Discuss as:

Cold eggs, hot oil: Common cooking myths busted

TODAY

America’s Test Kitchen chef Chris Kimball brings science to ensure success in the kitchen in his book, “the Science of Good Cooking.” Here, he shares the truth about common cooking myths.

Myth: Always fry in hot oil
Nope, you can start french fries in cold oil and still get crispy fries. In effect, the potatoes are parcooking as the oil gradually heats up, mimicking the first phase of double-frying. Once the oil is hot, the exterior of the potatoes will crisp and brown, mimicking the second phase of double-frying. They will not be greasier if started in the cold oil.  As a matter of fact, they have about a third less fat than those twice- fried the conventional way. With the cold-start method, the fries are cooked more gently, less moisture is lost and less oil is absorbed, but they are still crispy.  They retain the crispness as opposed to the twice-cooked method because there is only one cooling off period, so less grease gets absorbed after cooking.

Myth: Never bake with cold eggs
For most baking recipes, cold eggs are fine. It's for more finicky cakes such as angel food, pound cake and chiffon cake that you need to go with warm eggs.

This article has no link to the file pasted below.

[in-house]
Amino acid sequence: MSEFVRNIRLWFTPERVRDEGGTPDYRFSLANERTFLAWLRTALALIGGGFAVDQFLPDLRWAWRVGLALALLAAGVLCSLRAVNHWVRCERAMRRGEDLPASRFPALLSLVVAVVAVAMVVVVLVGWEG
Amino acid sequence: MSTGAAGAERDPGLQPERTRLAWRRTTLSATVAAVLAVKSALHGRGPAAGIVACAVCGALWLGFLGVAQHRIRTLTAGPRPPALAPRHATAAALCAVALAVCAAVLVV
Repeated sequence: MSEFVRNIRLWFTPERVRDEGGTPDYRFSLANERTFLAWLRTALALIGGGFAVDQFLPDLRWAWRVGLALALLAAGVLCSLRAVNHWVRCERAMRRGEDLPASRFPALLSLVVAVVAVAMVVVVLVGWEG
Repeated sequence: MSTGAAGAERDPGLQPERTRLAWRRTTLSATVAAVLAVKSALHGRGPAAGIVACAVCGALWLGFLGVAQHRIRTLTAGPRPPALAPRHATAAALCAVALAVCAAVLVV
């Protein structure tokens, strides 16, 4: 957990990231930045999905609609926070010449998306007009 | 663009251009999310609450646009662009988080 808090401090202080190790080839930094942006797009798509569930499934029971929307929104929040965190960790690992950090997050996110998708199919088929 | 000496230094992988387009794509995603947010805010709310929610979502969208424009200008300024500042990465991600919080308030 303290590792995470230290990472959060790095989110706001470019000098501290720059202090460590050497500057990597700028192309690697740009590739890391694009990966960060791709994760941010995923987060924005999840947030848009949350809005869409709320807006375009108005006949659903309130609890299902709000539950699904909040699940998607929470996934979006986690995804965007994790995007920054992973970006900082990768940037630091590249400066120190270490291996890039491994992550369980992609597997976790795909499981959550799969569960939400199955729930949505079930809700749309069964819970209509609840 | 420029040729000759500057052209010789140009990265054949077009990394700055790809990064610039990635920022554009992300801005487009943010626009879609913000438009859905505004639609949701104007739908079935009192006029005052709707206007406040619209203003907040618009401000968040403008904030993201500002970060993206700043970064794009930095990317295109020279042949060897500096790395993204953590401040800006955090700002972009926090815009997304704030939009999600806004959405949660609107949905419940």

TODAY

Myth: All potatoes are created equal
Different types of potatoes have different ratios of starch to water, and even different ratios of different types of starches within. This means that some potatoes (russets) are better equipped to absorb liquid (like cream and butter in mashed potatoes) and others (red bliss) are better able to remain whole (like for potato salads).

Russet potatoes have more starch granules and the higher content causes the cells to separate and the cell walls to burst during cooking, forming fluffier potatoes --  that's why the can absorb more liquid.

Red bliss cells contain fewer starch granules and that means the cells stay intact, don't burst and absorb less liquid.

TODAY

Myth: You can take your steaks straight from the fridge to the sauté pan
Nope, the Maillard reaction, in which heat causes the amino acids (the building blocks of proteins) to react with certain types of sugars to create new and distinct flavor compounds, takes place above 300 degrees. If your steak has any water on the outside, it will remain at 212 degrees until it evaporates. Dry off your steaks if they are moist before sautéing.

The Maillard reaction is named for the French scientist who described the process in the early 1900s.  It is a very complicated chemistry that is still not fully understood but it is important to the flavor of browned meat.  The presence of any moisture influences the Maillard reaction and if the heat is lowered, the speed of the reaction is lowered and thus reduces the browning of the meat.

TODAY

Myth: You must fold in the flour completely when making brownies
Folding develops gluten, and too much gluten will make your dense and chewy brownies too light and airy when baked. Fold brownies until there are just streaks of flour remaining so that you can be positive they aren't overstirred.  They will bake up fudgy and tender.  Brownies whipped in a mixer are whipped and tall and tough and less chocolatey. So don't overmix!

Make Chris Kimball's perfect, delicious brownies

More from TODAY Food: